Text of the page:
Sustainability: The Next Step
The U.S. Environmental Protection Agency has learned a lot over its 36 years. In that time, the Agency's role has evolved from ensuring that businesses comply with environmental laws to encouraging and helping firms to find innovative and environmentally friendly ways to do business.
Today, the Agency is taking the next step to meet emerging environmental challenges, reshaping its agenda to help citizens and businesses become better stewards of the environment. That step is centered on the concept of sustainability.
When EPA was created in 1970 in response to public concern about pollution and environmental degradation, it was directed to safeguard the environment and protect human health. The Agency immediately got to work, enforcing newly written laws to repair environmental damage and protect water, air, and land.
In those early days, the Agency acted primarily as the nation's environmental watchdog, ensuring that businesses met the minimum requirements to comply with the law. These efforts, which emphasized pollution-control technologies, were highly successful: the United States no longer has factories that uncontrollably spew toxins into the air or dump harmful chemicals into the water.
Implementing pollution control, however, also required big investments in time, resources, and money. So the Agency began to look for alternatives, developing ways to move from pollution control to pollution prevention. This effort sparked a new generation of innovative approaches to environmental protection. Market-based economic instruments-such as "cap and trade" programs to limit air pollution, public-private partnerships, public reporting by industry, and voluntary programs-were all implemented to help businesses not only meet environmental regulations, but exceed them.
Unfortunately, as these environmental success stories have increased, so too have the challenges. Growing populations, urbanization, and an expanding economy have led to increased demands for raw materials, greater use of pesticides and other toxins, and higher consumption of energy, overwhelmingly in the form of fossil fuels. These demands, in turn, have led to a host of new, far-reaching environmental problems:
- Nitrogen, phosphorous, and pesticide pollution in aquatic ecosystems
- Concentrated air and water pollution from "non-point" sources
- Dispersal and persistence of toxics in areas far from their original production and use, and
- Global climate change.
Today, EPA is drawing on its history of "lessons learned" to meet these challenges. The Agency's experience has proved that good stewardship from the beginning is better than relying on government agencies to search for violations, hand out penalties, and arrange for clean-up after bad practices have already settled in. In the words of Administrator Steve Johnson, EPA has changed its way of thinking about the environment, "from pollution control, to pollution prevention, to sustainability."A New Approach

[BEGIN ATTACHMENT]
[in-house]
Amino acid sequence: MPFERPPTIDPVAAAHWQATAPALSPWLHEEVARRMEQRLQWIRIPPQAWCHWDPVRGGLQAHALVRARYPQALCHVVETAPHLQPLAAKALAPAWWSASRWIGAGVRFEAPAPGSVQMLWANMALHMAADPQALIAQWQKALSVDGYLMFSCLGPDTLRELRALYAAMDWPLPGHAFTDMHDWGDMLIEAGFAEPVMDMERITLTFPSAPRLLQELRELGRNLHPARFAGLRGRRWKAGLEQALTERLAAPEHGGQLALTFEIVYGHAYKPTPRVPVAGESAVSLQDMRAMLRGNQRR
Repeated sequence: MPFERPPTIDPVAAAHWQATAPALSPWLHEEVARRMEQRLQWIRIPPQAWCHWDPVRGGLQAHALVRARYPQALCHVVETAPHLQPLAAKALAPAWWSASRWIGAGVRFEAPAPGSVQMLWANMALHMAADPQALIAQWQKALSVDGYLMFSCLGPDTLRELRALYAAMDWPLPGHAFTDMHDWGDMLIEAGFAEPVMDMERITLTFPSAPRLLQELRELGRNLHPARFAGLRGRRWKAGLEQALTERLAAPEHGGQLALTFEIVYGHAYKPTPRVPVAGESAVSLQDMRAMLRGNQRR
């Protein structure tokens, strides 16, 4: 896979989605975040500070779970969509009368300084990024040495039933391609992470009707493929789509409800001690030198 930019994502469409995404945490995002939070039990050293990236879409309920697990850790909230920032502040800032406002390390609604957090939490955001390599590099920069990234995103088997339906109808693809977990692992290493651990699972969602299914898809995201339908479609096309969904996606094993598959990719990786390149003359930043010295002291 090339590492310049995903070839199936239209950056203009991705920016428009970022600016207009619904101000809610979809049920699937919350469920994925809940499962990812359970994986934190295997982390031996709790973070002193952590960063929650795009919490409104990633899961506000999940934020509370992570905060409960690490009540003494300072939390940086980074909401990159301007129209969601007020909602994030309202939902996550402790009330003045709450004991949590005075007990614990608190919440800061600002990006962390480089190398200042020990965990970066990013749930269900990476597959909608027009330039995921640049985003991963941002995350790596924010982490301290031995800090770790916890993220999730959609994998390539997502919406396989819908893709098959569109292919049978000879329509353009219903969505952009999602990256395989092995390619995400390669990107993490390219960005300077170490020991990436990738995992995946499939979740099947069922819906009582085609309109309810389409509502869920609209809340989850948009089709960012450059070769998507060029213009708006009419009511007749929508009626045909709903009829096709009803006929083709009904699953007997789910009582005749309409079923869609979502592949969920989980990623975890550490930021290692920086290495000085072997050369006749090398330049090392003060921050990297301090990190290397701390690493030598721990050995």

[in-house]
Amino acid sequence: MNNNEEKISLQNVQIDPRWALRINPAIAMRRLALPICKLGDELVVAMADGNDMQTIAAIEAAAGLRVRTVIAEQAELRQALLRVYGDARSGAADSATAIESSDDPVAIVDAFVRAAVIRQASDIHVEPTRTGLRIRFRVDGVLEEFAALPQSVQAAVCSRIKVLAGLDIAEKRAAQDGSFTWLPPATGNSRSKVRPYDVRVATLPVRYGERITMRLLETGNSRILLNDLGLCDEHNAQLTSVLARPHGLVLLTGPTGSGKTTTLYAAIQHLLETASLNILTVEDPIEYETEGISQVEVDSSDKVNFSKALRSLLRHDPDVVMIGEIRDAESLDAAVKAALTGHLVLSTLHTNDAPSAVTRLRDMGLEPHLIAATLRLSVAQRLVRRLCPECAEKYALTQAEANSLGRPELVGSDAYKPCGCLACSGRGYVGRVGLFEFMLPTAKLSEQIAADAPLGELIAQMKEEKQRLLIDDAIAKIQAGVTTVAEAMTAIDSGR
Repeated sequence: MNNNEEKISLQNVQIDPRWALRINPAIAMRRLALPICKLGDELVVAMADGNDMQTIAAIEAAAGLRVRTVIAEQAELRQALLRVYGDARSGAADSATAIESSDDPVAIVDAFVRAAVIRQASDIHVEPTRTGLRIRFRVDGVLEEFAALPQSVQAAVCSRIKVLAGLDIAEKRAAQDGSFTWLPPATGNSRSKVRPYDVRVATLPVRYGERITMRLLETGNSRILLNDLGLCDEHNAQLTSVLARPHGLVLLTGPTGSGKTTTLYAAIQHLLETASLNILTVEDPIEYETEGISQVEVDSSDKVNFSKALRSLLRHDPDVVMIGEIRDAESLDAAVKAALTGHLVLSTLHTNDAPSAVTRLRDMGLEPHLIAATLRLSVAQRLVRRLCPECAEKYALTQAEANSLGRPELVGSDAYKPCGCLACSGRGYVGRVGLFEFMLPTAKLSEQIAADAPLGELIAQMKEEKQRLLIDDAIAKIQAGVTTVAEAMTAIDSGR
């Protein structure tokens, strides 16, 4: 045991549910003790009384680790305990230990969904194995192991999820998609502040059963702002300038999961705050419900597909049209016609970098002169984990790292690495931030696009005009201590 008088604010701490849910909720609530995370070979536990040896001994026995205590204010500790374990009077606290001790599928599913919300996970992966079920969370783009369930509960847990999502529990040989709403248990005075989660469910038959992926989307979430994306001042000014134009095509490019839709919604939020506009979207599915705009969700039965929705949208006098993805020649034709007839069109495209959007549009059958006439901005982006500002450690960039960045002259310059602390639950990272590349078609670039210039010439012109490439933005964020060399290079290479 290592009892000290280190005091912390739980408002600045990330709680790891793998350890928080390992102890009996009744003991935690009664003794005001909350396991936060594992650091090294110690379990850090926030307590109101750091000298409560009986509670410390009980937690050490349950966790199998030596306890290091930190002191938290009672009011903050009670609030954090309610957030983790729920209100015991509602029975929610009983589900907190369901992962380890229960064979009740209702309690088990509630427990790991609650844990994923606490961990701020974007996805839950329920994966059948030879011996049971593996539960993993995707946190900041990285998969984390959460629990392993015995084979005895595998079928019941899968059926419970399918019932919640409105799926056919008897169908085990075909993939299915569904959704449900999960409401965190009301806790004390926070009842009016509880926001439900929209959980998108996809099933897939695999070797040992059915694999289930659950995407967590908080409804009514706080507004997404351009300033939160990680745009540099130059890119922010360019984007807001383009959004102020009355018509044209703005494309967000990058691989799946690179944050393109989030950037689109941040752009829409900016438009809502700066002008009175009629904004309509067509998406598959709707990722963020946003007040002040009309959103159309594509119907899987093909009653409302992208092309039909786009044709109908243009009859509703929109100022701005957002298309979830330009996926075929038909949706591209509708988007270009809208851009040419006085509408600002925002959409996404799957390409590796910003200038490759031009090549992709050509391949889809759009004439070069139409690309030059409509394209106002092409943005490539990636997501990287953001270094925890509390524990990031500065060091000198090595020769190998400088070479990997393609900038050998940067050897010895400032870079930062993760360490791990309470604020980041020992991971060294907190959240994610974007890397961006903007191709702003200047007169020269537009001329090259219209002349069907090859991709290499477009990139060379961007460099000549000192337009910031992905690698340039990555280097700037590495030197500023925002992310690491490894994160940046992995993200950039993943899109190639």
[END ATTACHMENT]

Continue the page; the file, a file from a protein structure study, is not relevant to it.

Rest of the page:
EPA is applying the concepts of stewardship and sustainability to its work with American businesses and consumers to support a growing economy while protecting the environment. The Agency is creating integrated and systems approaches and fostering cooperative problem solving by the public and private sectors. Today's emphasis is on prevention and sustainability.
The term "sustainability" was first widely used to describe a particular kind of environmental policy in 1987, when a report by the World Commission on Environment and Development defined sustainable development as development that "meets the needs of the present without compromising the ability of future generations to meet their own needs." That definition has been debated and analyzed ever since and there is now a general consensus that sustainability requires the balancing of economic prosperity, environmental responsibility, and social fairness.
"Essentially, it's all about making better decisions," says Alan Hecht, director of sustainable development at EPA's Office of Research and Development. "Underlying sound decision-making are advances in science and technology that support economic growth in the most efficient and clean manner without destroying the resources on which the growth is based. This is embodied in sustainability."
Hecht and his EPA colleagues are finishing up a research strategy to support sustainability's evolution from concept to practice. This effort will help the Agency build a strong scientific foundation on which citizens and businesses can become better environmental stewards.
For a history of EPA progress toward sustainability, see Shari Grossarth and Alan Hecht's, "Sustainability at the U.S. Environmental Protection Agency, 1970 to 2020," in Ecological Engineering.